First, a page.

Legislation to authorize wagering hubs in Kentucky was introduced in the state Senate in early March and is moving through the legislative process as an amendment to a bill that would permit artificially inseminated horses to race in Kentucky. A hub measure was introduced in 2002 but it failed to garner support.
Meanwhile, another pari-mutuel bill introduced and sent to the House Licensing and Occupations Committee in early March would let the Kentucky Horse Racing Authority authorize Instant Racing, which employs recycled races in a video-gaming format.
The hub plan calls for a system similar to one in Oregon whereby out-of-state account-wagering providers funnel bets through a hub. Handle is subject to a tax of one-quarter of 1%, but the Kentucky measure calls for no tax. The 2002 legislation in Kentucky would have provided the state with a fee equal to 0.125% of total handle.
Commerce Secretary Jim Host told the Lexington Herald-Leader
the state could attract a company such as the TV Games Network, which is headquartered in Southern California and hubs wagers through Oregon. All of Kentucky's Thoroughbred tracks are prominently featured on TVG, which returns source-market fees to the state's racing industry from its account-wagering operation.
The five account wagering companies that hub through Oregon generated total handle of more than $830 million in 2003. The National Horsemen's Benevolent and Protective Association, in a March 24 open letter from president John Roark, said it has requested handle reports from the Oregon Racing Commission but received no response.
"Those are great numbers from which horsemen benefit in the form of source-market fees and other streams," Roark said in the letter, which targeted AmericaTab, an Ohio-owned company which hubs through Oregon. "But are horsemen getting their fair share? That's the important distinction."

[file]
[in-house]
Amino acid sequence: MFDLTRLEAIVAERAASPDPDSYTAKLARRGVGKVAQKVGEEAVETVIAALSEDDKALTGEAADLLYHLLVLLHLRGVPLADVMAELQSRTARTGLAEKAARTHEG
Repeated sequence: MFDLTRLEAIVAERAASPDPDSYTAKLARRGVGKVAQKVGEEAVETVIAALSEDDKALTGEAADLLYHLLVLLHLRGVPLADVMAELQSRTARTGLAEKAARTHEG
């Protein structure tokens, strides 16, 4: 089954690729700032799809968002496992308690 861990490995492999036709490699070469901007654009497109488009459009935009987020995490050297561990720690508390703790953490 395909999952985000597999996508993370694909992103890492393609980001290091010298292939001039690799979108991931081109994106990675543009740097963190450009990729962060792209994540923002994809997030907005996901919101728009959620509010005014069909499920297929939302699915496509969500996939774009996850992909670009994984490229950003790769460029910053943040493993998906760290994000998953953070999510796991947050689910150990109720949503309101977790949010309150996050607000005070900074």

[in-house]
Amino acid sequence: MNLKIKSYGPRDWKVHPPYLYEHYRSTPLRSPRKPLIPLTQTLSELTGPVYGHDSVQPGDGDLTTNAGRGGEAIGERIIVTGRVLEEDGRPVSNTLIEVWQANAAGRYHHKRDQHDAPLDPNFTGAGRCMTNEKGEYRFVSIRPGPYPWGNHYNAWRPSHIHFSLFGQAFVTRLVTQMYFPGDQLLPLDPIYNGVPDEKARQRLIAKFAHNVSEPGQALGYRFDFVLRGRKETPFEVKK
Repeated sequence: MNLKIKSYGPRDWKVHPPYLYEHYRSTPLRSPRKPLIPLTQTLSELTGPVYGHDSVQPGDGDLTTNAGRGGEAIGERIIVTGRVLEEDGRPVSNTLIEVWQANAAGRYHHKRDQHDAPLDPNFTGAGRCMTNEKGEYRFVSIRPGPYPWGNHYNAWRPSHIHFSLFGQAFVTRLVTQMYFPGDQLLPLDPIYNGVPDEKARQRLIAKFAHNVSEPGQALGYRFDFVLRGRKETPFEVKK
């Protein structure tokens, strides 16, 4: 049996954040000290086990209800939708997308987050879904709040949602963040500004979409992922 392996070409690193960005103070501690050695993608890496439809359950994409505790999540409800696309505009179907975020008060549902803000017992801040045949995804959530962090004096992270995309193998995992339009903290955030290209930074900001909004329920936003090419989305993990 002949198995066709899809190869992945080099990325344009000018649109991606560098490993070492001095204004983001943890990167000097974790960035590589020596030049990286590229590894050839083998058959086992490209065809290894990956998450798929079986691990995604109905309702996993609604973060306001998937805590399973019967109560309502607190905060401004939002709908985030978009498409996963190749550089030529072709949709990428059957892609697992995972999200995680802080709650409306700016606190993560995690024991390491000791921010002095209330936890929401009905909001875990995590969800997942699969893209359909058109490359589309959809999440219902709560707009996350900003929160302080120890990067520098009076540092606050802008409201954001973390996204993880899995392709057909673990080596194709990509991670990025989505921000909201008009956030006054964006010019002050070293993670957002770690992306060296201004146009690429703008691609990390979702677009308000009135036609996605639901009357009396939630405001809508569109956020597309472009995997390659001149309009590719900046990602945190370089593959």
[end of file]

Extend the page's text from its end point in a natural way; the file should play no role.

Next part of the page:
Concerns over account wagering and betting hubs continues to increase. The Ohio State Racing Commission, for instance, has been unable to determine how much money Ohio residents bet on out-of-state races through account wagering systems.
The artificial insemination measure is necessary to facilitate live Quarter Horse racing at The Red Mile this summer. There must be a law on the books to permit Quarter Horses, Appaloosas, and Arabians--breeds that employ AI--to race in the state. AI isn't permitted for Thoroughbred breeding.
Sen. Damon Thayer said the bill could come up a floor vote March 25.
No one in the Kentucky horse racing industry has publicly discussed the Instant Racing measure. Instant Racing, a pari-mutuel system that uses video-gaming technology, has been hailed as a success in Arkansas, where it has boosted purses at Oaklawn Park. RaceTech, the company that developed the machines, hopes to expand into other states.
The bill, still in committee, would provide 15% to purses and 85% to the receiving racetrack after applicable taxes are deducted.
Thayer, who has strong ties to the Thoroughbred racing and breeding industry in Kentucky, said he wasn't aware of any push for Instant Racing. "It would be dead this session anyway because there are so few days left in the session," he said.
A bill to authorize casino gambling at five racetracks and four non-track locations failed to clear committee during the current Kentucky legislative session.